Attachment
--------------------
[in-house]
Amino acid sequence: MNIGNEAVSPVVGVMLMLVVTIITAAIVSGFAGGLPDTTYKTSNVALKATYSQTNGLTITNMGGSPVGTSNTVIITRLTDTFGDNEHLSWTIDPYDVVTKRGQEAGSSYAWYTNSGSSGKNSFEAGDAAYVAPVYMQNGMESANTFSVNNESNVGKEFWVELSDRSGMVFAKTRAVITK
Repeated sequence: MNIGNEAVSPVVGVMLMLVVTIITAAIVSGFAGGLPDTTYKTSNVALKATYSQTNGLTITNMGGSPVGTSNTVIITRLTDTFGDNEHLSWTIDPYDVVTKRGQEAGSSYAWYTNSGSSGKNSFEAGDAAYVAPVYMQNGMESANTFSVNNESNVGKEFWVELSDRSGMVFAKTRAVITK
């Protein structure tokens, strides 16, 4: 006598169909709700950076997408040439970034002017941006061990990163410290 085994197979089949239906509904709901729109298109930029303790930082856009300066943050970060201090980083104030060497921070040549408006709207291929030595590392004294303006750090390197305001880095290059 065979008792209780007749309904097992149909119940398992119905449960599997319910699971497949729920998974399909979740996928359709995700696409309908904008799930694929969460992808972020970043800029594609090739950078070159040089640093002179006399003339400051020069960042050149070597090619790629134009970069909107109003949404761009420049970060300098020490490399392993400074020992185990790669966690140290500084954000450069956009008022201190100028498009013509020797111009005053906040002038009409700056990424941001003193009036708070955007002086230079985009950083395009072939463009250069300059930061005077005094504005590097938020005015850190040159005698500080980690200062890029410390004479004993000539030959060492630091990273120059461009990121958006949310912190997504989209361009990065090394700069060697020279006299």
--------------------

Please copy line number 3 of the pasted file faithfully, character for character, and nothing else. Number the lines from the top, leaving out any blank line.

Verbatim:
Repeated sequence: MNIGNEAVSPVVGVMLMLVVTIITAAIVSGFAGGLPDTTYKTSNVALKATYSQTNGLTITNMGGSPVGTSNTVIITRLTDTFGDNEHLSWTIDPYDVVTKRGQEAGSSYAWYTNSGSSGKNSFEAGDAAYVAPVYMQNGMESANTFSVNNESNVGKEFWVELSDRSGMVFAKTRAVITK